• Accelerate the development of an integrated case management system. Today, the IRS maintains at least 60 separate case management systems that house different items of taxpayer data and cannot be centrally accessed. As a result, customer service representatives are often unable to access information when taxpayers call, and IRS employees often must check multiple systems to get complete information. The inability to access complete taxpayer data on an integrated system also limits the utility of online taxpayer accounts, as taxpayers often will need to call to request information they are not able to see.
  • Use “big data” to help taxpayers as well as to bolster enforcement. The IRS regularly uses technology to help identify fraud and noncompliance, but it should also use technology more frequently to minimize harm to taxpayers. For example, the IRS uses filters to detect and stop fraudulent tax returns, but the filters have unacceptably high false-positive rates of more than 60 percent, delaying refunds for hundreds of thousands of legitimate taxpayers. The IRS can do more to refine its filters. The IRS can also do more to use information reporting documents to identify taxpayers who are at risk of economic hardship and therefore should be exempt from collection actions by the IRS and private debt collection agencies.

Priority issues for 2019

The report identifies and discusses 12 priority issues TAS plans to focus on during the upcoming fiscal year. The top five, described briefly above, include implementation of the TCJA, the effectiveness of IRS service channels in meeting taxpayer needs, the development of an integrated case management system, the impact of high false-positive rates on legitimate taxpayers and the protection of taxpayers facing financial hardship from IRS and private debt collection activities.

Volume 2: IRS responses to Taxpayer Advocate

The National Taxpayer Advocate is required by statute to submit a year-end report to Congress that, among other things, describes at least 20 of the most serious problems facing taxpayers and makes administrative recommendations to mitigate those problems. The report released today includes a second volume containing the IRS’s general responses to each of the problems the Advocate identified in her 2017 year-end report, as well as specific responses to each recommendation. In addition, it contains TAS’s analysis of the IRS’s responses and, in some cases, details TAS’s disagreement with the IRS’s position.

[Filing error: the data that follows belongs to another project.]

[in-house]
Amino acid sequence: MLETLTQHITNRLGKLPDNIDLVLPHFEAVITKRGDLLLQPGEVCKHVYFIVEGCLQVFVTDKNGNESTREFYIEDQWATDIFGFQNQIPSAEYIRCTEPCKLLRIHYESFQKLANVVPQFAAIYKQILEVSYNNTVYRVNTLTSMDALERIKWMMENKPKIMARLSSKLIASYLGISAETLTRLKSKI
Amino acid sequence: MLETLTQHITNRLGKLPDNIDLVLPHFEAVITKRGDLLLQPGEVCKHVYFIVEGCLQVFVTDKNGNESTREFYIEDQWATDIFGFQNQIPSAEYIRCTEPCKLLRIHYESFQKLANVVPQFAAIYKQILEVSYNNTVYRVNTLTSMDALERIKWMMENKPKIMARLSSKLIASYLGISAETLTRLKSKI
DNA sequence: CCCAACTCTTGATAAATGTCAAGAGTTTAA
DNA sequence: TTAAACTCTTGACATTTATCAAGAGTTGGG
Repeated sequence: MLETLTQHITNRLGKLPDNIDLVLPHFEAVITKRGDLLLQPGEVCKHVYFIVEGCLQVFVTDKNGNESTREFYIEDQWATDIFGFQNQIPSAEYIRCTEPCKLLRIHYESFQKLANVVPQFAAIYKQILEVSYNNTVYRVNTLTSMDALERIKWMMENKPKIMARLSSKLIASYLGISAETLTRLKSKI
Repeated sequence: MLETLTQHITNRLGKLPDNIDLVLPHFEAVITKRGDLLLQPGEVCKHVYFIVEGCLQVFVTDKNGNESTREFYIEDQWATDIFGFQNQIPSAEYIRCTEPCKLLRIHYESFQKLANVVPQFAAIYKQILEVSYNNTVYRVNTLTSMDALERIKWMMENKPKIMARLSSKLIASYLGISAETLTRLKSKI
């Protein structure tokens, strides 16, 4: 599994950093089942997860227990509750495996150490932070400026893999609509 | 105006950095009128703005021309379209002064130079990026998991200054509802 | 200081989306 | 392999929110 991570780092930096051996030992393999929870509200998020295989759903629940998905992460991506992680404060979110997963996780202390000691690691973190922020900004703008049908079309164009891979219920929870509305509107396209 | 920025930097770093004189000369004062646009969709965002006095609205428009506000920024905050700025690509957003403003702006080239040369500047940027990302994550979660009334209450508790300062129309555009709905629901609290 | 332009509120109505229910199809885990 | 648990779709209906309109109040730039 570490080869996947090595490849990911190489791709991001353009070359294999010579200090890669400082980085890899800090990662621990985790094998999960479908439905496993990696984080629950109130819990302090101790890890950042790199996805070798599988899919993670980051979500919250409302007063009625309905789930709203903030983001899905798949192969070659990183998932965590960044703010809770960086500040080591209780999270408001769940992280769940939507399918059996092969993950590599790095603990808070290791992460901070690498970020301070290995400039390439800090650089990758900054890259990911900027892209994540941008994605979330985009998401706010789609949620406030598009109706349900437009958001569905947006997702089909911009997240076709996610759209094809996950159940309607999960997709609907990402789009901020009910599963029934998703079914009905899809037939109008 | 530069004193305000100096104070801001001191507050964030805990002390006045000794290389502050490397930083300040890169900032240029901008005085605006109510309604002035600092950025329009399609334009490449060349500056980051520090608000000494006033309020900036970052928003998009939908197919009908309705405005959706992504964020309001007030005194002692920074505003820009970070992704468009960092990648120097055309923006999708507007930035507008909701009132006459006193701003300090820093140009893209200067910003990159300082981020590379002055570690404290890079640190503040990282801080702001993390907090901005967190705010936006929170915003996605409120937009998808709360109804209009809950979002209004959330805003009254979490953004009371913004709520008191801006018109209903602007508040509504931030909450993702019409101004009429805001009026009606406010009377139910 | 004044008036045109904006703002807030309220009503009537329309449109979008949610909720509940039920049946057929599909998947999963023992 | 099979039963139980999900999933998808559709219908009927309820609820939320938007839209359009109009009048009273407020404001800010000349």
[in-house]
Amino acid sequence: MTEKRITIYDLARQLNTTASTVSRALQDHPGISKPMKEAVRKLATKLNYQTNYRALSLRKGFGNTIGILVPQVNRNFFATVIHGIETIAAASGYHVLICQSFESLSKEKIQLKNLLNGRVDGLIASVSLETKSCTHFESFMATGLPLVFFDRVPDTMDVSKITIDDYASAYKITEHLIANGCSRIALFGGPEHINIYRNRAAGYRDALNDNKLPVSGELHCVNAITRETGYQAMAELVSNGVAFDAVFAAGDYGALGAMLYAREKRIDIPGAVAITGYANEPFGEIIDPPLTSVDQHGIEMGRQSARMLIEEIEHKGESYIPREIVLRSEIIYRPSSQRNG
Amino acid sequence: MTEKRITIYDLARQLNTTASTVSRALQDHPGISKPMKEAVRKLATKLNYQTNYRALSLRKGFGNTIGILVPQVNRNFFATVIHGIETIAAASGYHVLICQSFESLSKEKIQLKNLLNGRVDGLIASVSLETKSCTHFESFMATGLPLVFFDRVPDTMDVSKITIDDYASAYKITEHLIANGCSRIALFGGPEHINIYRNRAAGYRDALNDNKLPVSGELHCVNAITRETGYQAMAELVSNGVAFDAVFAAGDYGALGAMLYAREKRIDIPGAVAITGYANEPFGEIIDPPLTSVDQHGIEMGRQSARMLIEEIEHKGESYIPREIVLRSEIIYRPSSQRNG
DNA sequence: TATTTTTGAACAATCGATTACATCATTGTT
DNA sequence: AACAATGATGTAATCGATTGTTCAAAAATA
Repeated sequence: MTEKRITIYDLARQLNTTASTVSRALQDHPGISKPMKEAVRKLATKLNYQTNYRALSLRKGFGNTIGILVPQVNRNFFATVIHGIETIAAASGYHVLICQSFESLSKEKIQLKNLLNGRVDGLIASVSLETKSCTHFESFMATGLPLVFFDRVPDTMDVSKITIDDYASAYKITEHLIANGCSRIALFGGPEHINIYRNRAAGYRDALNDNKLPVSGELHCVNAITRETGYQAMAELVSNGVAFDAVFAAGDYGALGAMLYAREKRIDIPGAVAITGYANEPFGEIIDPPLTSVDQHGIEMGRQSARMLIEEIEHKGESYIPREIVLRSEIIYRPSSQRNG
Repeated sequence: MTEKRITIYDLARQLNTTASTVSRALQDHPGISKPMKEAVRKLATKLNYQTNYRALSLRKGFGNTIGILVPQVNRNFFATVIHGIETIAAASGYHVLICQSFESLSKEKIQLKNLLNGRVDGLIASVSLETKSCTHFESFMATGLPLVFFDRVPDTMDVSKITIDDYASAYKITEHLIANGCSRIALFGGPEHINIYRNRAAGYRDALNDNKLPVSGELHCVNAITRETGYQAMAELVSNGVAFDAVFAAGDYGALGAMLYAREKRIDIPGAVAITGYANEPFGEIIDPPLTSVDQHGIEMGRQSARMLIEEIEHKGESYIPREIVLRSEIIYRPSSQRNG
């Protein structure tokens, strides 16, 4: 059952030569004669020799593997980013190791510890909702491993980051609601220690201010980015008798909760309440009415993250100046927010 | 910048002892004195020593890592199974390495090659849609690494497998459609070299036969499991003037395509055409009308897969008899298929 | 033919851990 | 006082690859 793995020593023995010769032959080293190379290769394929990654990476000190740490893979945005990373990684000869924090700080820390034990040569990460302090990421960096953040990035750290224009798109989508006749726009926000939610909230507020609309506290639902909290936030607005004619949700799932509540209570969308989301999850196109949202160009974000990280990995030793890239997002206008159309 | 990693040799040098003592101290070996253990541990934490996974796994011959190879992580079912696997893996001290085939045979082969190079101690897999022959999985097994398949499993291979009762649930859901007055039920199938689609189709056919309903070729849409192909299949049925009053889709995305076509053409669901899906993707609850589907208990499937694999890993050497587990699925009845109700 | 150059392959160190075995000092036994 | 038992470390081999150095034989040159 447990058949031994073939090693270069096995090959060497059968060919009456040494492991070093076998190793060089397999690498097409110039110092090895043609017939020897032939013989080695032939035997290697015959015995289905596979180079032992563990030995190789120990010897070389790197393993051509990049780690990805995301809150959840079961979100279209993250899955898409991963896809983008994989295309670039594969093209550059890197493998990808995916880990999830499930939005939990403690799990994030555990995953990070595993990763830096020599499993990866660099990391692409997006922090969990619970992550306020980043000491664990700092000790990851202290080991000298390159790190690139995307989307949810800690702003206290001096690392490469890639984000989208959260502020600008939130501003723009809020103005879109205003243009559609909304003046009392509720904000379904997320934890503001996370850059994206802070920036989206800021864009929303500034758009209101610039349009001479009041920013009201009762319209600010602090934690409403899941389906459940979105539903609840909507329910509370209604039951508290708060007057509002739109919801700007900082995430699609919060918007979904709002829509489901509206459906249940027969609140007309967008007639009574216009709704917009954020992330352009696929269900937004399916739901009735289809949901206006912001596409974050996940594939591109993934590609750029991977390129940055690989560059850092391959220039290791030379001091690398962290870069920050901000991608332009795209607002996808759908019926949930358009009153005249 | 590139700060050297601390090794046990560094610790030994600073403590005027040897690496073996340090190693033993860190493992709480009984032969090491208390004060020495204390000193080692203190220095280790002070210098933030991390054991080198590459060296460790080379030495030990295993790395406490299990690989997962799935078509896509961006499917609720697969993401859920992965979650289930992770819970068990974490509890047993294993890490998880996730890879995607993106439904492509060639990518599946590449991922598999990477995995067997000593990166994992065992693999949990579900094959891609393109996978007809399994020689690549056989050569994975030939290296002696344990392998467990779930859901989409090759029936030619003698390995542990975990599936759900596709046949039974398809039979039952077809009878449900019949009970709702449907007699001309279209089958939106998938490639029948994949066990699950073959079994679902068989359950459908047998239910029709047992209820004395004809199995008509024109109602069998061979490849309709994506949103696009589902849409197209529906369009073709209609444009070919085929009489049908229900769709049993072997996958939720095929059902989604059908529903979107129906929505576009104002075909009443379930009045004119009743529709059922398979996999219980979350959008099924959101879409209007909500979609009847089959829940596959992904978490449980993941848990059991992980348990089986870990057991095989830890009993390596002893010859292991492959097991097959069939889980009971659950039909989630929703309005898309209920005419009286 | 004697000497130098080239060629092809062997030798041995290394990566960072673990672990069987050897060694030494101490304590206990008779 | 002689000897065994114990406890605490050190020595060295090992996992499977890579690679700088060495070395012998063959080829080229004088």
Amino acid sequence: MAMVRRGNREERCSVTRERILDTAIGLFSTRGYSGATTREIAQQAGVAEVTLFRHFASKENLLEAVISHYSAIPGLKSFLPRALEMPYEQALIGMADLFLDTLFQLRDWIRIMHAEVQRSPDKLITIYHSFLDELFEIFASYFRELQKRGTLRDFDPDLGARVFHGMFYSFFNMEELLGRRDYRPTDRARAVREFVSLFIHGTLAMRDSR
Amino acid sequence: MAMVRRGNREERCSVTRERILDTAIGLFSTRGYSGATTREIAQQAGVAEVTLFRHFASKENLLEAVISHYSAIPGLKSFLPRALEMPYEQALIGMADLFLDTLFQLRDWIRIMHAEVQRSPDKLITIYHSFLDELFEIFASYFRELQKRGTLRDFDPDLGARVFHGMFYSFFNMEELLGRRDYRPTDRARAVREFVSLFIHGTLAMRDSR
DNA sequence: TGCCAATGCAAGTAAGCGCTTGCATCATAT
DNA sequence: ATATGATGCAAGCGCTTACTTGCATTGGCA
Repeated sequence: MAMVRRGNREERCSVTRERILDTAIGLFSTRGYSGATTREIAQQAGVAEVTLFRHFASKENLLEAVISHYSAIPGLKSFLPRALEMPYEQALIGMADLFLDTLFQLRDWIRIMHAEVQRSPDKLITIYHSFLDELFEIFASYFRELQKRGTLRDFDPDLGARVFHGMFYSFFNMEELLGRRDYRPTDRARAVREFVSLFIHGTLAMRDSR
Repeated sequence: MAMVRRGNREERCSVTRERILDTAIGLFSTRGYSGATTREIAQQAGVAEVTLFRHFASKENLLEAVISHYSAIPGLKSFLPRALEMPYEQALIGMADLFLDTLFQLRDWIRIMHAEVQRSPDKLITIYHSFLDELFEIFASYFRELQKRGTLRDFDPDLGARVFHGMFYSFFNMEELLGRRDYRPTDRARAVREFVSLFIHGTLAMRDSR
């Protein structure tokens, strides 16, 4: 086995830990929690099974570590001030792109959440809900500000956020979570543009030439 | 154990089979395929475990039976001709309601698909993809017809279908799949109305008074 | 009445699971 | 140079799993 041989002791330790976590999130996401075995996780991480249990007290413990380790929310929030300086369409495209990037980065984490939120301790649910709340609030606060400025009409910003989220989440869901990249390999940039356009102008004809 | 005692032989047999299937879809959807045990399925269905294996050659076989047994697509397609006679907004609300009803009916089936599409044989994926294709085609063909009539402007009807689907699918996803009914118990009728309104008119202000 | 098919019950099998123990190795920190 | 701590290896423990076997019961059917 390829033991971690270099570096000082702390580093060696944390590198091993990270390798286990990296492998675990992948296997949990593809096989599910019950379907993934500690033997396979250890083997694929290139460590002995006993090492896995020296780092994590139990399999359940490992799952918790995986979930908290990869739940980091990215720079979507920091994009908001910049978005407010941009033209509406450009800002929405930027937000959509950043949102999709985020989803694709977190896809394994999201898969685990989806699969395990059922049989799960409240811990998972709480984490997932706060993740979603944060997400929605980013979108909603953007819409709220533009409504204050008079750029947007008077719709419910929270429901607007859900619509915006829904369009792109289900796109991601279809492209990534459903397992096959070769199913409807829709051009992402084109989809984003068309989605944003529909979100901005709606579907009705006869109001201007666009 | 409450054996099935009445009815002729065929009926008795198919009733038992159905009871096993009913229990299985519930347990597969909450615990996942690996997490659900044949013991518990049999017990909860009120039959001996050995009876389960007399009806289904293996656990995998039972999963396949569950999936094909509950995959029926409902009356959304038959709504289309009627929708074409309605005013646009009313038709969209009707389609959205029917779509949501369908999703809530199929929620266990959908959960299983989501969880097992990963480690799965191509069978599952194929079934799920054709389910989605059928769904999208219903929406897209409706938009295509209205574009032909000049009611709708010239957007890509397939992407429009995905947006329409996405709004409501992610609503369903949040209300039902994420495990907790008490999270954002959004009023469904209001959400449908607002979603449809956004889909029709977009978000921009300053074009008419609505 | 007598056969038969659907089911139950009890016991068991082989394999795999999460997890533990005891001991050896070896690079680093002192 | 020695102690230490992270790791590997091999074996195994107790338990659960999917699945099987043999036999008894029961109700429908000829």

Overall, the Advocate made 100 administrative recommendations in her 2017 year-end report, and the IRS has implemented or agreed to implement 35 of the recommendations, or 35 percent. The agreed implementation rate is slightly lower than last year’s. Out of 93 administrative recommendations proposed in the Advocate’s 2016 year-end report, the IRS implemented or agreed to implement 35 recommendations, or 38 percent.

“Both people who work in the field of tax administration and taxpayers generally can benefit greatly from reading the agency responses to our report,” Ms. Olson said. “Tax administration is a complex field with many trade-offs required. Reading both my office’s critique and the IRS’s responses in combination will provide readers with a broader perspective on key issues, the IRS’s rationale for its policies and procedures, and alternative options TAS recommends.”

New TAS website to help taxpayers understand tax reform changes

In light of the Tax Cuts and Jobs Act, TAS has launched a new website, Tax Reform Changes, that lists key tax return items under current law (2017), shows which ones have been impacted by the TCJA and illustrates how the changes will be reflected on tax year 2018 returns filed in 2019. Taxpayers can navigate the website by viewing key tax return topics or seeing them illustrated on a 2017 Form 1040. The line-by-line explanations allow taxpayers to see how the new law may change their tax filings and to consider how to plan for these changes. The website will incorporate updated information as it becomes available.  Taxpayers and professionals can sign up to receive email notifications when updates occur. If a taxpayer determines the TCJA will impact his or her tax liability, he or she should make withholding adjustments by filing a new Form W-4, Employee’s Withholding Allowance Certificate, with employers.